The National Journal has been sponsoring a weekly blog on defense issues. This week's question for debate was "After the F-22 Vote, What's Next?" The director of the CDI Straus Military Reform Project, Winslow Wheeler, was asked to help kick off the blogging with a statement.
Winslow Wheeler's Blog Post at the National Journal Expert Blogs Web Site (Post at bottom of page.)
The post, originally published by the National Journal, is reproduced below.
Reviewing the other submissions from the national security experts participating in this debate (each selected by National Journal as blog members) is revealing, I believe.
Most of the experts see the cancellation of the F-22 as "small potatoes" or ill-advised. Many see Secretary of Defense Gates' efforts to focus so heavily on the wars at hand (which they also support) as a threat to US security. The focus on Iraq and Afghanistan are a problem not because the wars are ill-advised but because they demand money otherwise directed at what they see as lurking threats from North Korea, Iran, and China. What several of them really seem to mean is that Gates does not propose to spend enough additional money on missile defense and high tech conventional weapons: A spending trajectory for the defense budget at or above the very large annual increases established by the recent Bush administration.
In all, I believe it is a remarkable vision of where US national security policy should be going. It has three parts: 1) Keep on fighting the wars in Iraq and Afghanistan, 2) increase, in most cases dramatically, the top line of the defense budget to accommodate spending for the selection of weapons the Pentagon has been pursuing for decades (that are also extremely complex, extraordinarily expensive to buy and operate, unreliable, and poorly tested), and 3) everything else is pretty much OK.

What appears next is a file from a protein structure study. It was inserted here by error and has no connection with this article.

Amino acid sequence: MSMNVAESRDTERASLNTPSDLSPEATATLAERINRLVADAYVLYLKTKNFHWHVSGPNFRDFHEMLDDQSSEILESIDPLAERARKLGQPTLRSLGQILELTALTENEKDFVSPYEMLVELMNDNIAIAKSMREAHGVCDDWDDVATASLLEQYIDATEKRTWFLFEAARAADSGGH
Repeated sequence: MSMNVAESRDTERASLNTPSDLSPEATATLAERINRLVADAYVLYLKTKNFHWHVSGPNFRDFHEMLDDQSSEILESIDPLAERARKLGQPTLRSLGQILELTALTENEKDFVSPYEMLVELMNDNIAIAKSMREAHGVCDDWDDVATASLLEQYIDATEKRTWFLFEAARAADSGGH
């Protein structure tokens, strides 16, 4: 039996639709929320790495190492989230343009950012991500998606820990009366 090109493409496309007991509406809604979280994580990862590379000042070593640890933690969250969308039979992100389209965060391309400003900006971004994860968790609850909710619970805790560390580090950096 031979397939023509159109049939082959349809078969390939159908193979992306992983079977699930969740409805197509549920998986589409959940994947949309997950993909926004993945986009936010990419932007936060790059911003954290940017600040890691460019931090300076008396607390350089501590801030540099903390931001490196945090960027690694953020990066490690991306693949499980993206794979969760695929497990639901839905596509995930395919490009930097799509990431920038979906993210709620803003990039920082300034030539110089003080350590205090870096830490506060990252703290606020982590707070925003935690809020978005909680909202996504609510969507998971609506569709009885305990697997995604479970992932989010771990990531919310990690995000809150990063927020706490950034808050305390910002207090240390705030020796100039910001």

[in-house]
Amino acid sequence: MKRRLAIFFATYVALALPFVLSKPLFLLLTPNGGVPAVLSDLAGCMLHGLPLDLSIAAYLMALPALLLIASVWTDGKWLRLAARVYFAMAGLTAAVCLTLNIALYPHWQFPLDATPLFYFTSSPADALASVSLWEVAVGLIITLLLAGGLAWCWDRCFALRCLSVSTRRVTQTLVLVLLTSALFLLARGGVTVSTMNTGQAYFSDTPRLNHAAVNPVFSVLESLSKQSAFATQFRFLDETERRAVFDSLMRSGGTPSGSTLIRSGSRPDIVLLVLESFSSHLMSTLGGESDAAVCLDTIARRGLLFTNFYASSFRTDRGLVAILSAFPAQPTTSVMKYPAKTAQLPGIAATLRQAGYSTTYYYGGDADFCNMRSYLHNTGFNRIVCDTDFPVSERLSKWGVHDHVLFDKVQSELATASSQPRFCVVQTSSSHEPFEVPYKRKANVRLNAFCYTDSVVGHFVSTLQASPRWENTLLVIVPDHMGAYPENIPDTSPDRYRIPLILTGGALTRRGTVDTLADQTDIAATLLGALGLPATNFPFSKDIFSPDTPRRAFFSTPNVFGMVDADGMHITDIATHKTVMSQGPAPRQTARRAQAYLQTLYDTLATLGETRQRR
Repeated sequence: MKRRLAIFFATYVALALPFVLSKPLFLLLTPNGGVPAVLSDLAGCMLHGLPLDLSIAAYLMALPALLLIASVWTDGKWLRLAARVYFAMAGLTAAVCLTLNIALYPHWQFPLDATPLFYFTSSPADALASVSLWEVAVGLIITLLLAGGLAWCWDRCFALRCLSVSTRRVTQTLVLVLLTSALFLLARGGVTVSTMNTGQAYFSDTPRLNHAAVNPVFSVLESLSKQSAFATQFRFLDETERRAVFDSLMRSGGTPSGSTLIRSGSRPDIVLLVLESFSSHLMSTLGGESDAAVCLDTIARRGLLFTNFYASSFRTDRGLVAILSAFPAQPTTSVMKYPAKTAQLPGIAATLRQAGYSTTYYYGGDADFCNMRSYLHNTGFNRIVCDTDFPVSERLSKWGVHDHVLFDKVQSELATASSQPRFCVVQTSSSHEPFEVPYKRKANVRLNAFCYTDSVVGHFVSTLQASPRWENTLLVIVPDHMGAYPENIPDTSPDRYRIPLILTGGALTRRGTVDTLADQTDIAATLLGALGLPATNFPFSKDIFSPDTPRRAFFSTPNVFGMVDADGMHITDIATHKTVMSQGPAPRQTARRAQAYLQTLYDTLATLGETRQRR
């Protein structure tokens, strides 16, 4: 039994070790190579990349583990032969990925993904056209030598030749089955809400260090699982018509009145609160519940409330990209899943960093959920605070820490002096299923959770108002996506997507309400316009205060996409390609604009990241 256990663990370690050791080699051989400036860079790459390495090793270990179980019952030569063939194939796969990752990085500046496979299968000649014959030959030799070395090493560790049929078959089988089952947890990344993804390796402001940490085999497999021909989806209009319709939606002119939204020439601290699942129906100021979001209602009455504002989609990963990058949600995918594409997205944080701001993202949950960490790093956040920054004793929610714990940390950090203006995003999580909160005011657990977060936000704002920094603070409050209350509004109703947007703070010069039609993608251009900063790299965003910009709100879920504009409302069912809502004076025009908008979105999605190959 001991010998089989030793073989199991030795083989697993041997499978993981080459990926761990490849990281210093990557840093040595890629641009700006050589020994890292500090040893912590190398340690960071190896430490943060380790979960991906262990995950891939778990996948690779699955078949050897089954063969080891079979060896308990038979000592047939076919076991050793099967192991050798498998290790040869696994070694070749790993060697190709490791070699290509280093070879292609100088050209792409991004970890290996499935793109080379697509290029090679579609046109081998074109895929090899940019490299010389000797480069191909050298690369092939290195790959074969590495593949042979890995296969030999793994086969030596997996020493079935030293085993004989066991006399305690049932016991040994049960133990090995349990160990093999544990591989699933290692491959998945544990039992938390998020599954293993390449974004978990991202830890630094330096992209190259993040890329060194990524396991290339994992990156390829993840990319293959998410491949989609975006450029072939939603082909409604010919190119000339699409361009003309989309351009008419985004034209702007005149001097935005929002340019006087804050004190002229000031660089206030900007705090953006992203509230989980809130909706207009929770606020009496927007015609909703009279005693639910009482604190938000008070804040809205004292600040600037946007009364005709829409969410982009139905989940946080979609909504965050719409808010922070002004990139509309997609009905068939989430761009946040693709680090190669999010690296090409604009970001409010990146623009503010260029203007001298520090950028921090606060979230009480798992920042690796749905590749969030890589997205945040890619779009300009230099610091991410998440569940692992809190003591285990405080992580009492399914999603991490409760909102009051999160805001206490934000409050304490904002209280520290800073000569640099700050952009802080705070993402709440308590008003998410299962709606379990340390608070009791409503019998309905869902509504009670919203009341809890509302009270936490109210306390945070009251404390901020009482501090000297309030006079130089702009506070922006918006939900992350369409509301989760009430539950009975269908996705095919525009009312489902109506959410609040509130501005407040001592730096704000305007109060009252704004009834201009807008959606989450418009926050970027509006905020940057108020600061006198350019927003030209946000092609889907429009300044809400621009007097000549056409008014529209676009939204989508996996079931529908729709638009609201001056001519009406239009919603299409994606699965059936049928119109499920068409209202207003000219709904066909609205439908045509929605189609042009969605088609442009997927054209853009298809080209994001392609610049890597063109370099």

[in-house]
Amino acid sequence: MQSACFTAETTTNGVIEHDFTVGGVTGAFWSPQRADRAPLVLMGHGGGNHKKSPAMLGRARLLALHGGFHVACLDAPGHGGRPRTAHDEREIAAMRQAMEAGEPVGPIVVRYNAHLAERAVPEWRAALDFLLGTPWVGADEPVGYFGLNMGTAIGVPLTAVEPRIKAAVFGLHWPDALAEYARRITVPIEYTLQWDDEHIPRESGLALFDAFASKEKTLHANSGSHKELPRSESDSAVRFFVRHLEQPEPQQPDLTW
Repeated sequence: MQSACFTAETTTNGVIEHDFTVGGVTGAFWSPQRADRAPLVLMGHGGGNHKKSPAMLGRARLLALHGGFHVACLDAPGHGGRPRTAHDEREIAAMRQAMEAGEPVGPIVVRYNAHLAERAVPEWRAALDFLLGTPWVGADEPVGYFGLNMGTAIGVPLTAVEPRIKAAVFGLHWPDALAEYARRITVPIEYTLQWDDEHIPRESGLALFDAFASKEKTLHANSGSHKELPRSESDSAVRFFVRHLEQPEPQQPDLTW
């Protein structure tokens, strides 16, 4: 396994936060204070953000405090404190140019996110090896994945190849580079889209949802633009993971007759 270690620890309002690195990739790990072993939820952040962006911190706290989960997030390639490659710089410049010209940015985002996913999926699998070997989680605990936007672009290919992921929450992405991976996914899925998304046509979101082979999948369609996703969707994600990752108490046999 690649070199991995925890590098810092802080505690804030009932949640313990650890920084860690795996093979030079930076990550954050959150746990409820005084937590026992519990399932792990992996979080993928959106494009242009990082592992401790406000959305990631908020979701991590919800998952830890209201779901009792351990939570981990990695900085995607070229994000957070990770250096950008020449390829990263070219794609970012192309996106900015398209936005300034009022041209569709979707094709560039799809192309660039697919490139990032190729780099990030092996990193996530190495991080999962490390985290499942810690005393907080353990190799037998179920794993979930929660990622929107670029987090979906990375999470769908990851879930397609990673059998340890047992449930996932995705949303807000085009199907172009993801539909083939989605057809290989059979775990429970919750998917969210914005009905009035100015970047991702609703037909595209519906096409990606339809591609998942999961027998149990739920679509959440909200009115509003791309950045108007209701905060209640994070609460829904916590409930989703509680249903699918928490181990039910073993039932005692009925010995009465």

I am clearly very out of step with each element of this thinking. My own view, and that of twelve other retired military officers and Pentagon insiders, is articulated at length in the anthology "America's Defense Meltdown: Pentagon Reform for President Obama and the New Congress." Some of these views are summarized in my submission to National Journal to start off the debate on where US national security policy is in the aftermath of the cancellation of additional F-22 funding. That piece follows:
The Senate system, political and otherwise, is not designed to stop producing much of anything—let alone weapons—especially in a lousy economy. The 58-40 vote to put the F-22 out of it misery offers a ray of hope that intelligent defense decisions can be made in Congress, even if it takes a massive effort by a determined secretary of defense, the president, and arm twisting by Rahm Emanuel. Perhaps the single individual to credit most for this important success is John McCain. Without him, and even with Gates, the vote would have been purely partisan, supplemented by pork crazed Democrats, such as Murray, Boxer, Feinstein, Byrd, and many others. Important as it is, the vote should not be misinterpreted as a manifestation of Gates' "reform" agenda. Put simply, reform is not his agenda; reorientation is. Clearly he wants to focus on fighting the wars at hand, and he is having some real success at that, but only inside the Pentagon. And, reform it is not.